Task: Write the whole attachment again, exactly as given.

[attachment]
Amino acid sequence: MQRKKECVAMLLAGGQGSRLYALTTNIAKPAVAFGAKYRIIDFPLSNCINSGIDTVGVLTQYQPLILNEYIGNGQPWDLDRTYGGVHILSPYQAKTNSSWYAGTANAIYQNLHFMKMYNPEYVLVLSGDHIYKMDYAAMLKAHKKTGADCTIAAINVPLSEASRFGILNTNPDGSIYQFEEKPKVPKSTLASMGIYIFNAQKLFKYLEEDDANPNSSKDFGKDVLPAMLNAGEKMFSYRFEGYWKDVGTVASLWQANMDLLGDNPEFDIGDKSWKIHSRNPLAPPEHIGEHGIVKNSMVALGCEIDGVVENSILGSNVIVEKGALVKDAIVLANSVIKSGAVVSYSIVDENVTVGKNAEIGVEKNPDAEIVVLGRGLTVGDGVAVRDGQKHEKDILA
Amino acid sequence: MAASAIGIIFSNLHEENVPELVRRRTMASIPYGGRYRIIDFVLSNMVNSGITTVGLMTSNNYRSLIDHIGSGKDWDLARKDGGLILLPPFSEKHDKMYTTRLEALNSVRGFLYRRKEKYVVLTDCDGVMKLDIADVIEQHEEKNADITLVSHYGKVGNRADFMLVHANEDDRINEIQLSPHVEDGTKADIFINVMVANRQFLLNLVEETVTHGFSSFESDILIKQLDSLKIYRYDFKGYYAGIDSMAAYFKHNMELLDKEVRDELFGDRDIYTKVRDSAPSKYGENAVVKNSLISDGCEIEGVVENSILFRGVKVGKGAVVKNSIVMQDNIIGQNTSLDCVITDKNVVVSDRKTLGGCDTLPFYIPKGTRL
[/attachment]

Amino acid sequence: MQRKKECVAMLLAGGQGSRLYALTTNIAKPAVAFGAKYRIIDFPLSNCINSGIDTVGVLTQYQPLILNEYIGNGQPWDLDRTYGGVHILSPYQAKTNSSWYAGTANAIYQNLHFMKMYNPEYVLVLSGDHIYKMDYAAMLKAHKKTGADCTIAAINVPLSEASRFGILNTNPDGSIYQFEEKPKVPKSTLASMGIYIFNAQKLFKYLEEDDANPNSSKDFGKDVLPAMLNAGEKMFSYRFEGYWKDVGTVASLWQANMDLLGDNPEFDIGDKSWKIHSRNPLAPPEHIGEHGIVKNSMVALGCEIDGVVENSILGSNVIVEKGALVKDAIVLANSVIKSGAVVSYSIVDENVTVGKNAEIGVEKNPDAEIVVLGRGLTVGDGVAVRDGQKHEKDILA
Amino acid sequence: MAASAIGIIFSNLHEENVPELVRRRTMASIPYGGRYRIIDFVLSNMVNSGITTVGLMTSNNYRSLIDHIGSGKDWDLARKDGGLILLPPFSEKHDKMYTTRLEALNSVRGFLYRRKEKYVVLTDCDGVMKLDIADVIEQHEEKNADITLVSHYGKVGNRADFMLVHANEDDRINEIQLSPHVEDGTKADIFINVMVANRQFLLNLVEETVTHGFSSFESDILIKQLDSLKIYRYDFKGYYAGIDSMAAYFKHNMELLDKEVRDELFGDRDIYTKVRDSAPSKYGENAVVKNSLISDGCEIEGVVENSILFRGVKVGKGAVVKNSIVMQDNIIGQNTSLDCVITDKNVVVSDRKTLGGCDTLPFYIPKGTRL